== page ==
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Knowing that you're working on the right things and getting the results you want is critically important to the successful development of any product or service. This concern becomes even more pressing when the results you're seeking are tied to funding.

With Beehive we make sure we're on the right track by ensuring we're delivering value in three key areas...

  1. User value - are we providing a service which people want to use and that solves a real world problem they have?
  2. Social value - does the service we provide contribute to the resolution of a social issue whilst avoiding negative consequences for people and planet?
  3. Financial value - are we providing a service in a cost effective way and can that service sustain itself or grow?

In practice this means for User Value we're interested in the number of people who use Beehive to find and decide which opportunities to apply for. With Social Value, it's about ensuring people are only applying for opportunities they are eligible and appropriate for - preventing wasted effort from both fund seekers and funders. And finally with Financial Value, we're interested in reducing the cost of delivery whilst generating enough revenue to sustain and grow.

Balancing these priorities against each other and with constraints such as capacity and funding can be a challenge (and is the subject of another post). But what's important to highlight in this short reflection is the need to maintain focus on working towards the right types of value at the at the right time.

We learnt this the hard by way focusing too much on meeting an ambitious customer target for a grant we had received (more on this in a later post), when we should have been becoming more confident about the Social Value we were delivering. Because Beehive is primarily a tech for good project, discovering that we weren't delivering Social Value would have raised questions about the merits for continuing the project in its current form, and thereby the need for generating more revenue.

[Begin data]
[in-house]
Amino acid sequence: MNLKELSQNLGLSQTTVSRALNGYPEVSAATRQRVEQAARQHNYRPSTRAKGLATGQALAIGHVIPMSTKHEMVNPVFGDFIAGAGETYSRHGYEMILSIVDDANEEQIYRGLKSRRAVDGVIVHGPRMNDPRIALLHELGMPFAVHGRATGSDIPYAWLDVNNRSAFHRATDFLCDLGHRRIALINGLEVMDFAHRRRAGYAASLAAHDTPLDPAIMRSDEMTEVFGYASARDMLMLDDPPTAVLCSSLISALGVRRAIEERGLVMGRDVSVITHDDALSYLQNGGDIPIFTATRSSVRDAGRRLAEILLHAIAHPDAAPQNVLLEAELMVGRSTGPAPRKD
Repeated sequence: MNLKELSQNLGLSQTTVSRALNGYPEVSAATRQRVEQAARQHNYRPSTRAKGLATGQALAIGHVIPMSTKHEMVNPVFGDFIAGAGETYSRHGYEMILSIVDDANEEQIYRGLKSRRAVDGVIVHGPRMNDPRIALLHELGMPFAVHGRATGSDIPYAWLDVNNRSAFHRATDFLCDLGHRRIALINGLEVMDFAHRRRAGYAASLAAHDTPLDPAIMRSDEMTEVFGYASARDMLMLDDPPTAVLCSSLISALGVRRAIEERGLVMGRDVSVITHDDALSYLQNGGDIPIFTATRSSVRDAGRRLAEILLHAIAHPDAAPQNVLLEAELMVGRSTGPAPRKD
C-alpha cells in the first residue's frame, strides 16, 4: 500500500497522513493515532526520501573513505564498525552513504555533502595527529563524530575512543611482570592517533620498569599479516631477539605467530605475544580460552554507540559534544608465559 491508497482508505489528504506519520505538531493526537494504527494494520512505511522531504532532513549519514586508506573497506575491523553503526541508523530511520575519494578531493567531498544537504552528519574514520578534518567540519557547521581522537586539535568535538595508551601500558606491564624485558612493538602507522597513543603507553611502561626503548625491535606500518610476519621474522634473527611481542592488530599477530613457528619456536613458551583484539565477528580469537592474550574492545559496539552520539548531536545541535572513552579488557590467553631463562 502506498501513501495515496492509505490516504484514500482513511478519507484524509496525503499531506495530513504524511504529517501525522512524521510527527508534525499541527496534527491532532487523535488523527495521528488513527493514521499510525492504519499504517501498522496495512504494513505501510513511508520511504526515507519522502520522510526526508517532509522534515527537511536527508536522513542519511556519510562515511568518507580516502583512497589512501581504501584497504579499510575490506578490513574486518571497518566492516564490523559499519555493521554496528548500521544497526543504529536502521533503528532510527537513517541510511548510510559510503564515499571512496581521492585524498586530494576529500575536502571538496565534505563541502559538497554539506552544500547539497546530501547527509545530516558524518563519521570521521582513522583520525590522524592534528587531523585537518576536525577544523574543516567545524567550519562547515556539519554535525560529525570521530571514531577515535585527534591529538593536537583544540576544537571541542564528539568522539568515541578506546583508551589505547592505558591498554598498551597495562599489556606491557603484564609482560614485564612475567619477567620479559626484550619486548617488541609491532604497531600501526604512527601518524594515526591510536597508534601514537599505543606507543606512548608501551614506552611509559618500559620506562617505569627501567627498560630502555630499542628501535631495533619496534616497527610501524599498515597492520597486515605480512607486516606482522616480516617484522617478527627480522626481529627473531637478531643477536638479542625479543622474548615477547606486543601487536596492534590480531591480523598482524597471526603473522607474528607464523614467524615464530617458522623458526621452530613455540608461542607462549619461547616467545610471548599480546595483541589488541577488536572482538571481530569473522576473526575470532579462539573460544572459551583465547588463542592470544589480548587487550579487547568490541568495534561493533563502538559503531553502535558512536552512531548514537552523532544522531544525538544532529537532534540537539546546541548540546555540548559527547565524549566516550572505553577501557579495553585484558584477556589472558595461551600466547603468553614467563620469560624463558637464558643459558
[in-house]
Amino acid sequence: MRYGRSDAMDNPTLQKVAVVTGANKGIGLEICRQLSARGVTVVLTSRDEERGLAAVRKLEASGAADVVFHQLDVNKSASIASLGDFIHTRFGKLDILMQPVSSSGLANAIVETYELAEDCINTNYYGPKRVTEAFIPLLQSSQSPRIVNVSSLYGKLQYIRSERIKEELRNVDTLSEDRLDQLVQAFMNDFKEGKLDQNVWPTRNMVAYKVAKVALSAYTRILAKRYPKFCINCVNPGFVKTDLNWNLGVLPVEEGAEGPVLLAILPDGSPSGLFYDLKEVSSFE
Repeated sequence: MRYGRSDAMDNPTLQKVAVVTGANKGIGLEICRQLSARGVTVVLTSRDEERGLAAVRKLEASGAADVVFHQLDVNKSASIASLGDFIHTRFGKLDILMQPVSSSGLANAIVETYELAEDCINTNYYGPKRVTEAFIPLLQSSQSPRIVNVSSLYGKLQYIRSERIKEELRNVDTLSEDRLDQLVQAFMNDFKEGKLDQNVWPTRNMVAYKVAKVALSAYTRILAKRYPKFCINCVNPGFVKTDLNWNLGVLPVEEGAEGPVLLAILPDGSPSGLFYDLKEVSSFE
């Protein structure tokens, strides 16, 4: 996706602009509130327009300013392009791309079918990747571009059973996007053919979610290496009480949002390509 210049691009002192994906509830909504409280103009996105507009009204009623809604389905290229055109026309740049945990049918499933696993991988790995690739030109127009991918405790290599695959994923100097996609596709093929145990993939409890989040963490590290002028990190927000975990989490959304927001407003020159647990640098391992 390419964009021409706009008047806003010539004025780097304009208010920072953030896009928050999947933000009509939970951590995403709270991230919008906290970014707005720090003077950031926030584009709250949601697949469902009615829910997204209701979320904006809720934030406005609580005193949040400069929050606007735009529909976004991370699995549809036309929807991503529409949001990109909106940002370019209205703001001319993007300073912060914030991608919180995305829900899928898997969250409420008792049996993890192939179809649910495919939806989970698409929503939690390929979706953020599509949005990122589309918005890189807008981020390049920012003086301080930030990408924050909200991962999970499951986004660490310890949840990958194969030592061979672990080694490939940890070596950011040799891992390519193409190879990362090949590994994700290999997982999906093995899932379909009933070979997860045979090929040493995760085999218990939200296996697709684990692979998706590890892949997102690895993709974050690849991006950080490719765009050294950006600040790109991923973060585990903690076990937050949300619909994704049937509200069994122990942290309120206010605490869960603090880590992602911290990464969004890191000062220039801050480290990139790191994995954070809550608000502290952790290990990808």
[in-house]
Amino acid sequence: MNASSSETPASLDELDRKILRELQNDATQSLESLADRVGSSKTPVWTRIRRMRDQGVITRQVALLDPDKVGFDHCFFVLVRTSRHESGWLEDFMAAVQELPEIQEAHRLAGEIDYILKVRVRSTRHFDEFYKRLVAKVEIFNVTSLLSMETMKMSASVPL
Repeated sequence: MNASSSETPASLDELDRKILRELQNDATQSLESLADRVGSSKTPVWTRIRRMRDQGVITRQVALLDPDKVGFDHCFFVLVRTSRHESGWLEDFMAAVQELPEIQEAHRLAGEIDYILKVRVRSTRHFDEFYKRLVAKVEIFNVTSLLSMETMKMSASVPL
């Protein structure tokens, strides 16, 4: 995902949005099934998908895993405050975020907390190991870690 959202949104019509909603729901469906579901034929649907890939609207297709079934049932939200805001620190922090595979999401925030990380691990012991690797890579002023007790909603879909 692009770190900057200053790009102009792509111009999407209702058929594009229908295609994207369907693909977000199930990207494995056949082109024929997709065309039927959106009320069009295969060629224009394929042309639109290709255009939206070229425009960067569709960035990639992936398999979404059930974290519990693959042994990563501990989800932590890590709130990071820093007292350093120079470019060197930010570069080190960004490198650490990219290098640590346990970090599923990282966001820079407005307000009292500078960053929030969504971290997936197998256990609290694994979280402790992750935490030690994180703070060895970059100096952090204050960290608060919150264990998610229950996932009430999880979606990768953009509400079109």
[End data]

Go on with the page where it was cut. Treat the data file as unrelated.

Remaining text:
Thankfully we spotted the need to validate our Social Value and we were able to refocus our targets with our funders; and soon started to see results - such as >90% of users who received a report from Beehive avoiding funders they were inappropriate for, or adapting their proposal to make it suitable; thereby preventing wasted effort from both fund seekers and funders - this gave us confidence to continue.

Unless you’re demonstrating User Value you’ll be hard pressed to attract and retain people to help with a social issue or generate revenue from. After this (and depending on your priorities) either Social or Financial may be the next most important area to be confident you’re delivering value in. Currently our order of optimisation is User, Social, then Financial value. This doesn't mean you shouldn't be testing ways to generated revenue until you know you're delivering Social Value, instead it's a rule of thumb for for reflecting on priorities and deciding where to spend time when resources are limited.